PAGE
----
(Guest Post by Matthew Ladner)
Of course, Edley is right and his opponents have their heads buried in the sand. Remember, you heard it here first:
The only question in my mind is how long it will be until an elite player has the necessary vision to defect from the comfortable cartel. Several universities have the means to do this, and could receive philanthropic help to do so. Attention Oxford and Cambridge: it wouldn’t require an American university to pull this off. A British university could put out a low-cost version of this, and unlike their American counterparts, they aren’t swimming in resources.
This is not what Berkeley is doing. At least, not yet. Their approach seems like a more limited foray into the use of technology to lower higher education costs, given that their state government benefactor is completely bankrupt and dysfunctional to boot. I’m amused by the resistance. Guess what Berkeley reactionaries: if you don’t start down this course, someone else is going to do it to you.
I bounced my theory that it is only a matter of time until an elite private university begins offering tuition free online degrees under a Google financial model off of two executives from a private for-profit online university a few months ago. Their response:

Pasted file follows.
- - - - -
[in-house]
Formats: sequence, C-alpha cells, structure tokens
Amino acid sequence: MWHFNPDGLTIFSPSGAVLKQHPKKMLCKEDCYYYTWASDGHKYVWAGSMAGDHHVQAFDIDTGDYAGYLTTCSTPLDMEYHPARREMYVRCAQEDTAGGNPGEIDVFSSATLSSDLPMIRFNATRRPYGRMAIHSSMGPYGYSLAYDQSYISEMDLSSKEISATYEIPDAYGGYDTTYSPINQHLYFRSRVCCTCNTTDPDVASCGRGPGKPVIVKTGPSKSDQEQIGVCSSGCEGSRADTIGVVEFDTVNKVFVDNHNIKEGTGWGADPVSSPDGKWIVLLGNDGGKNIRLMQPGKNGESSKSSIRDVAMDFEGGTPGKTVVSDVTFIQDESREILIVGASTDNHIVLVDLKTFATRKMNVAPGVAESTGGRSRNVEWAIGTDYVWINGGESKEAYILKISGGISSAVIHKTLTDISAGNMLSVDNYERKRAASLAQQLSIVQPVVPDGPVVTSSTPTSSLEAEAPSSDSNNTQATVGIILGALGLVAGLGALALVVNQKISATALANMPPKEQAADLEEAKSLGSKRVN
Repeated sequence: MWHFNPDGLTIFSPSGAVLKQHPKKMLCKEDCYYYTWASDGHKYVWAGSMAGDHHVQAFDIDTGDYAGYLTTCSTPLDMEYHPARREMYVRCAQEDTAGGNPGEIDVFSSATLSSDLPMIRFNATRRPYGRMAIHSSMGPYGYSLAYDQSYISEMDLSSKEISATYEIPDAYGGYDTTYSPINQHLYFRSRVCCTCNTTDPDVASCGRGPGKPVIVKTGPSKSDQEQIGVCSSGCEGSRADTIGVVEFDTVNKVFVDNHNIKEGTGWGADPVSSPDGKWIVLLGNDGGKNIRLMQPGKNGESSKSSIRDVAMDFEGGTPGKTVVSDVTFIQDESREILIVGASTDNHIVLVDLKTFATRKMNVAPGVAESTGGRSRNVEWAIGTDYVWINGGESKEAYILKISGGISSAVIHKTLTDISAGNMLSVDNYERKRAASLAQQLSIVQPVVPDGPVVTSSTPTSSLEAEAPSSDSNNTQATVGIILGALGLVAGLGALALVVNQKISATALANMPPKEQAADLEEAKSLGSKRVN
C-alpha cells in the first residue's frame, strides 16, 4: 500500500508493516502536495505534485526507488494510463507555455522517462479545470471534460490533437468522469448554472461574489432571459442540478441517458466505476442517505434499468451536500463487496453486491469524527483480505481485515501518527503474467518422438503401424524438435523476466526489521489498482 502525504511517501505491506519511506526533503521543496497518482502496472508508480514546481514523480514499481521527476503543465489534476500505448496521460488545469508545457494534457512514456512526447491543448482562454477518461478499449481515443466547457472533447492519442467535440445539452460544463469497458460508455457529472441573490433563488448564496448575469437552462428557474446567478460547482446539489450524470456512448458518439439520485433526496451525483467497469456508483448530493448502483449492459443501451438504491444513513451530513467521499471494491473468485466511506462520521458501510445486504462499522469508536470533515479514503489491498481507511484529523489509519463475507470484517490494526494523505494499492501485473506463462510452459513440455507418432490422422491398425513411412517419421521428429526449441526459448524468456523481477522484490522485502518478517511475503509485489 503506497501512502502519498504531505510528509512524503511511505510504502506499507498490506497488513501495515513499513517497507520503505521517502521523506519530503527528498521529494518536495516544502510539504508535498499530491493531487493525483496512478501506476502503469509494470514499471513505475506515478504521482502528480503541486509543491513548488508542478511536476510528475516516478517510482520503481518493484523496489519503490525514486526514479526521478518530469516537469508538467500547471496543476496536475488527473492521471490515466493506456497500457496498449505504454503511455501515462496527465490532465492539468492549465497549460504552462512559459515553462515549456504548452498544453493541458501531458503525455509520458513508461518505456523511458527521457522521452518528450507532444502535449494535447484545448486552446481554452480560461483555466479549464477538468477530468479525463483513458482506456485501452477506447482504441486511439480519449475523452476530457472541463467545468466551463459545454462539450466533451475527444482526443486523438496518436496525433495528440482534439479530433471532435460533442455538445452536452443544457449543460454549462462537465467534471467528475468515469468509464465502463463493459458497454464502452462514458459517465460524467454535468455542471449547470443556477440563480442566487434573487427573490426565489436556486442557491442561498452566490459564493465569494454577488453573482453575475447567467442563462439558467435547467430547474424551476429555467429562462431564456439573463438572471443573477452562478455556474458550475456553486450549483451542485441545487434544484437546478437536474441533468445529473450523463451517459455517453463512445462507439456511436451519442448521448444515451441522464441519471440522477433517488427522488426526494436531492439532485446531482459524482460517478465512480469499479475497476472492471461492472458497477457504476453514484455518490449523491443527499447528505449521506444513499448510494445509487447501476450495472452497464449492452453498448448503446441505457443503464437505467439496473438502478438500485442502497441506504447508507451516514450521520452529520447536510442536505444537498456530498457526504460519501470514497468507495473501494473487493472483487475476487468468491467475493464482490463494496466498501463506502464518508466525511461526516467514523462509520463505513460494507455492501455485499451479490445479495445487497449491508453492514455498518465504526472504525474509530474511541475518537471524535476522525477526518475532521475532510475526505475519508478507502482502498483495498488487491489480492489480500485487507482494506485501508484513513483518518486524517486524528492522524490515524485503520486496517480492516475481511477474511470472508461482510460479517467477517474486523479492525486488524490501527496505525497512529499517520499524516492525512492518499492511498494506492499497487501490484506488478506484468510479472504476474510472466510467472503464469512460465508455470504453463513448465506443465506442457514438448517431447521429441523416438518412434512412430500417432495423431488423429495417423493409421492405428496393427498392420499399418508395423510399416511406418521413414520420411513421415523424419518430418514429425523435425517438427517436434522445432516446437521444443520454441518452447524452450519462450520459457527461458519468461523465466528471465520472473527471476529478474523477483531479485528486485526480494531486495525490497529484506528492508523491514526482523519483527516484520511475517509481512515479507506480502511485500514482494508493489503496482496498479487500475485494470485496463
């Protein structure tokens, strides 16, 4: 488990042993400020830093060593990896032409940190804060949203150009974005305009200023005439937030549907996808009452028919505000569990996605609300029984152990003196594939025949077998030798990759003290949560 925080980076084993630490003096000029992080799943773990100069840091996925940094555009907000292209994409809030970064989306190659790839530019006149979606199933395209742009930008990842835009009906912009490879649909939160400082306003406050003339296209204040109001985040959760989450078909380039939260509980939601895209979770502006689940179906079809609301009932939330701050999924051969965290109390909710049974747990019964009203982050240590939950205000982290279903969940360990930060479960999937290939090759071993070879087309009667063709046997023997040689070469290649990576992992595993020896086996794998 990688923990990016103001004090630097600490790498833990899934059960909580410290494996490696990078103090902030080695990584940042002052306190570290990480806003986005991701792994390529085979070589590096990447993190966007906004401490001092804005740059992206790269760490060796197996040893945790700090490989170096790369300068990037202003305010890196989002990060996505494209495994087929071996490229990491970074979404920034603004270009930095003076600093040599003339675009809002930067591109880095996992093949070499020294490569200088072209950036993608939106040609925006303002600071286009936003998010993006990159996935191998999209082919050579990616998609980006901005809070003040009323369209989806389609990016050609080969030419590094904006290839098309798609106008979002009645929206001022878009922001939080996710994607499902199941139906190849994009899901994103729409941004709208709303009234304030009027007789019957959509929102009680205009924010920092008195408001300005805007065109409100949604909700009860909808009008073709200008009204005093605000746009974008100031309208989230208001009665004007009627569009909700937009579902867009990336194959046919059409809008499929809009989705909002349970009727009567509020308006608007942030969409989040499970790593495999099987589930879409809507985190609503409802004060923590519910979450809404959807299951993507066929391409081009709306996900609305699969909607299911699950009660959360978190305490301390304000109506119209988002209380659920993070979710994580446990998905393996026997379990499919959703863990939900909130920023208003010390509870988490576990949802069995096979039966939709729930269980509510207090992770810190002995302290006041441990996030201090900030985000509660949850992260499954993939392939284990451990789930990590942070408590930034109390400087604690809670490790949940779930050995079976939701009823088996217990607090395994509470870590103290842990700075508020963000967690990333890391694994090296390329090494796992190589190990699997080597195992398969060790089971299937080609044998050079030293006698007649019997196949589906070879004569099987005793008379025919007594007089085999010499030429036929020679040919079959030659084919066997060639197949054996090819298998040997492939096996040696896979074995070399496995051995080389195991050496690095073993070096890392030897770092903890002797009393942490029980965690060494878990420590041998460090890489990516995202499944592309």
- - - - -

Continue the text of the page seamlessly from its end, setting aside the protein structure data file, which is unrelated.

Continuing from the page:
“We know it is coming. We are trying to figure out what to do about it.”
Jay has touched on the impact of general fiscal calamity and specifically Obamacare will have in moving states to consider innovative approaches for lowering costs in education. After a recent conference in Las Vegas, Patrick Gibbons of the Nevada Policy Research Institute summed it up:
Dr. Greene didn’t make this point to scare people away from Obamacare. He was pressing a point about the financial imperative of using existing resources more efficiently to provide a better system of public education. We have to reform, because public education is simply unsustainable in its current form.
I wrote recently about the Carpe Diem charter school’s successful use to boost strongly boost academic scores while fundamentally incorporating technology into the education model. The good in all of this is that while creative destruction is painful, the fact is that we can get better schools and better universities out of it. International comparisons show that American K-12 schools spend lavishly and teach ineffectively. American universities, in my opinion, tend to be overpriced, overrated and blissfully unconcerned with student learning or their own ever-increasing costs. If ever there were two sectors in more dire need of a shakeup, I would be hard pressed to think of better examples than American K-12 and American academia.